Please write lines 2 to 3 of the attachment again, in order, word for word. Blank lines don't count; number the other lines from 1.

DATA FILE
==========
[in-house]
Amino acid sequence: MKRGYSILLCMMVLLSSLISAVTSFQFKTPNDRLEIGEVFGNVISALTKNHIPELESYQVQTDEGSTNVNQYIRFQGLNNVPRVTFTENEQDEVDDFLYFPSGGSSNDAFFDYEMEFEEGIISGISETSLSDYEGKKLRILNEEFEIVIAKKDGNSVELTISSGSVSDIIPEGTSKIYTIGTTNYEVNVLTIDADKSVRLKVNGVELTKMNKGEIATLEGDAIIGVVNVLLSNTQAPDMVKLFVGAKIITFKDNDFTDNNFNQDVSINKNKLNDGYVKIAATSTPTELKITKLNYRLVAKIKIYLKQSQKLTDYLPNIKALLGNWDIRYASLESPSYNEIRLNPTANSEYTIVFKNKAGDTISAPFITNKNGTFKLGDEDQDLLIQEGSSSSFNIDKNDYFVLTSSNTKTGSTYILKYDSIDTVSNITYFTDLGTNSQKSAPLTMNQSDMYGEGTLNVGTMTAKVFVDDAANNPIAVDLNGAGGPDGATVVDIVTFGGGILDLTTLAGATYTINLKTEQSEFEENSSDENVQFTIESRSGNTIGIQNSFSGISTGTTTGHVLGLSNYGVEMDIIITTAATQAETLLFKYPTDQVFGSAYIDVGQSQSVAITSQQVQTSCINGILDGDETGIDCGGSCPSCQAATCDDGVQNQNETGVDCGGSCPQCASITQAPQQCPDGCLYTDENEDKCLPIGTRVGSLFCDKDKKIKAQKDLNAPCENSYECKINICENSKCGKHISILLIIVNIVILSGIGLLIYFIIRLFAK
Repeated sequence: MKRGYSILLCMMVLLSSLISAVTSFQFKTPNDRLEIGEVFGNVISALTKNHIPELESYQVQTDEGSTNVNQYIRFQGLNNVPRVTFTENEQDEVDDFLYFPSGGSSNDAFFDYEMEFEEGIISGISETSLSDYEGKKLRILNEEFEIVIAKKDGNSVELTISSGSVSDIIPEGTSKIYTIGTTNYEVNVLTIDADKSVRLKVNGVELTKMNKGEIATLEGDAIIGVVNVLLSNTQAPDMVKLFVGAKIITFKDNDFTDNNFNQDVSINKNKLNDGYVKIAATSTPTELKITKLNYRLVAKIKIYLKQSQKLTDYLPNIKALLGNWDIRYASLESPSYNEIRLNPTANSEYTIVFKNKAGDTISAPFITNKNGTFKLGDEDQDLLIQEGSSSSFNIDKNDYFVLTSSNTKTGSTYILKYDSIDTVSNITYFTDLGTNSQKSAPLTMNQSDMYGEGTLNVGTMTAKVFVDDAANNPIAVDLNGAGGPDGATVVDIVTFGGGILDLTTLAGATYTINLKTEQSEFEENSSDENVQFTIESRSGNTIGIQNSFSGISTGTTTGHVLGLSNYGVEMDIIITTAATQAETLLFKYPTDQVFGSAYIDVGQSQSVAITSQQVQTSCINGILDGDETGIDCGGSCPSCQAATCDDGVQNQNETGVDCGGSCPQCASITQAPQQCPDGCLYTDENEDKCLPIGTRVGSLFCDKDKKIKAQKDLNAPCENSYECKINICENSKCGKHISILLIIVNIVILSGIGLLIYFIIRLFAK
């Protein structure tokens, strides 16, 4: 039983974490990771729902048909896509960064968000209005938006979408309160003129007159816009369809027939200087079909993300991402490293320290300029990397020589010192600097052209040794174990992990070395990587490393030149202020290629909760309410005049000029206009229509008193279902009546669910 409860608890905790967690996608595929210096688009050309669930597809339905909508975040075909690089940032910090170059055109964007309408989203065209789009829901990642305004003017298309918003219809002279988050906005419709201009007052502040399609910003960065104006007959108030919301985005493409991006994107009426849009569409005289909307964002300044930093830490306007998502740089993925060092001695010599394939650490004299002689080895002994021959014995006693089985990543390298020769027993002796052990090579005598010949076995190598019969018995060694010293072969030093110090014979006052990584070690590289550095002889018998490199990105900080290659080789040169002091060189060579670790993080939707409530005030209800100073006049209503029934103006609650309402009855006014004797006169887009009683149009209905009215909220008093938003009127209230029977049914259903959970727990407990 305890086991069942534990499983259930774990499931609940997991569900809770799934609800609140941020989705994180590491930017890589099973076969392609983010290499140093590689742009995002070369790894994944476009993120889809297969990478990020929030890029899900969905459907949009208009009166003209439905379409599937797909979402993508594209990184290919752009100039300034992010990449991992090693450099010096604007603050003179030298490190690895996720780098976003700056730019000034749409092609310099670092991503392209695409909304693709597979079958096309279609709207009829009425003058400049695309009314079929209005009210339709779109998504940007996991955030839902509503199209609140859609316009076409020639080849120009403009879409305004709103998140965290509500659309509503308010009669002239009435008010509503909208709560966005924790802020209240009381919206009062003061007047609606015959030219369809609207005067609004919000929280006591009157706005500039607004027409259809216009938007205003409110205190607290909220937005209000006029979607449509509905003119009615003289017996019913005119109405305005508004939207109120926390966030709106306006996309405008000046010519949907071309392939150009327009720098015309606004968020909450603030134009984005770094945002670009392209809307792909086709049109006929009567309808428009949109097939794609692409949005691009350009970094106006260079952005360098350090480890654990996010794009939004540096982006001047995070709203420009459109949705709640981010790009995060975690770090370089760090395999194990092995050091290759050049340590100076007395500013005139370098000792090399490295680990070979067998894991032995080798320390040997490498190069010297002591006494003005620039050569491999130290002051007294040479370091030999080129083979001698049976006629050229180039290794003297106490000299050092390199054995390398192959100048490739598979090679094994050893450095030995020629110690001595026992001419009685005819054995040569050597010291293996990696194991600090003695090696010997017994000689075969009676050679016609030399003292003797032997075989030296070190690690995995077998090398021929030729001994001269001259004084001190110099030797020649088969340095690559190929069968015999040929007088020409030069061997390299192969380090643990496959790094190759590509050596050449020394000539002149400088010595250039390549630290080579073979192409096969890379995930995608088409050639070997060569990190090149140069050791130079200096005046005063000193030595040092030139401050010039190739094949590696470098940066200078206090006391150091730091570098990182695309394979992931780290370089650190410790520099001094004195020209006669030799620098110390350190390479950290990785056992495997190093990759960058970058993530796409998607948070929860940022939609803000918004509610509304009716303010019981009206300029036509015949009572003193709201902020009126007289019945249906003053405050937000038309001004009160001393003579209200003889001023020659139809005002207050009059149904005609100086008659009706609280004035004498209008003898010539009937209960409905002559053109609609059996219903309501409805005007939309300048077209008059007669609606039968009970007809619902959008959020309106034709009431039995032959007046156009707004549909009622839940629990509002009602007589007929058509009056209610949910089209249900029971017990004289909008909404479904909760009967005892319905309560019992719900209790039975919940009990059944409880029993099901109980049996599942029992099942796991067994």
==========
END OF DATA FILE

Amino acid sequence: MKRGYSILLCMMVLLSSLISAVTSFQFKTPNDRLEIGEVFGNVISALTKNHIPELESYQVQTDEGSTNVNQYIRFQGLNNVPRVTFTENEQDEVDDFLYFPSGGSSNDAFFDYEMEFEEGIISGISETSLSDYEGKKLRILNEEFEIVIAKKDGNSVELTISSGSVSDIIPEGTSKIYTIGTTNYEVNVLTIDADKSVRLKVNGVELTKMNKGEIATLEGDAIIGVVNVLLSNTQAPDMVKLFVGAKIITFKDNDFTDNNFNQDVSINKNKLNDGYVKIAATSTPTELKITKLNYRLVAKIKIYLKQSQKLTDYLPNIKALLGNWDIRYASLESPSYNEIRLNPTANSEYTIVFKNKAGDTISAPFITNKNGTFKLGDEDQDLLIQEGSSSSFNIDKNDYFVLTSSNTKTGSTYILKYDSIDTVSNITYFTDLGTNSQKSAPLTMNQSDMYGEGTLNVGTMTAKVFVDDAANNPIAVDLNGAGGPDGATVVDIVTFGGGILDLTTLAGATYTINLKTEQSEFEENSSDENVQFTIESRSGNTIGIQNSFSGISTGTTTGHVLGLSNYGVEMDIIITTAATQAETLLFKYPTDQVFGSAYIDVGQSQSVAITSQQVQTSCINGILDGDETGIDCGGSCPSCQAATCDDGVQNQNETGVDCGGSCPQCASITQAPQQCPDGCLYTDENEDKCLPIGTRVGSLFCDKDKKIKAQKDLNAPCENSYECKINICENSKCGKHISILLIIVNIVILSGIGLLIYFIIRLFAK
Repeated sequence: MKRGYSILLCMMVLLSSLISAVTSFQFKTPNDRLEIGEVFGNVISALTKNHIPELESYQVQTDEGSTNVNQYIRFQGLNNVPRVTFTENEQDEVDDFLYFPSGGSSNDAFFDYEMEFEEGIISGISETSLSDYEGKKLRILNEEFEIVIAKKDGNSVELTISSGSVSDIIPEGTSKIYTIGTTNYEVNVLTIDADKSVRLKVNGVELTKMNKGEIATLEGDAIIGVVNVLLSNTQAPDMVKLFVGAKIITFKDNDFTDNNFNQDVSINKNKLNDGYVKIAATSTPTELKITKLNYRLVAKIKIYLKQSQKLTDYLPNIKALLGNWDIRYASLESPSYNEIRLNPTANSEYTIVFKNKAGDTISAPFITNKNGTFKLGDEDQDLLIQEGSSSSFNIDKNDYFVLTSSNTKTGSTYILKYDSIDTVSNITYFTDLGTNSQKSAPLTMNQSDMYGEGTLNVGTMTAKVFVDDAANNPIAVDLNGAGGPDGATVVDIVTFGGGILDLTTLAGATYTINLKTEQSEFEENSSDENVQFTIESRSGNTIGIQNSFSGISTGTTTGHVLGLSNYGVEMDIIITTAATQAETLLFKYPTDQVFGSAYIDVGQSQSVAITSQQVQTSCINGILDGDETGIDCGGSCPSCQAATCDDGVQNQNETGVDCGGSCPQCASITQAPQQCPDGCLYTDENEDKCLPIGTRVGSLFCDKDKKIKAQKDLNAPCENSYECKINICENSKCGKHISILLIIVNIVILSGIGLLIYFIIRLFAK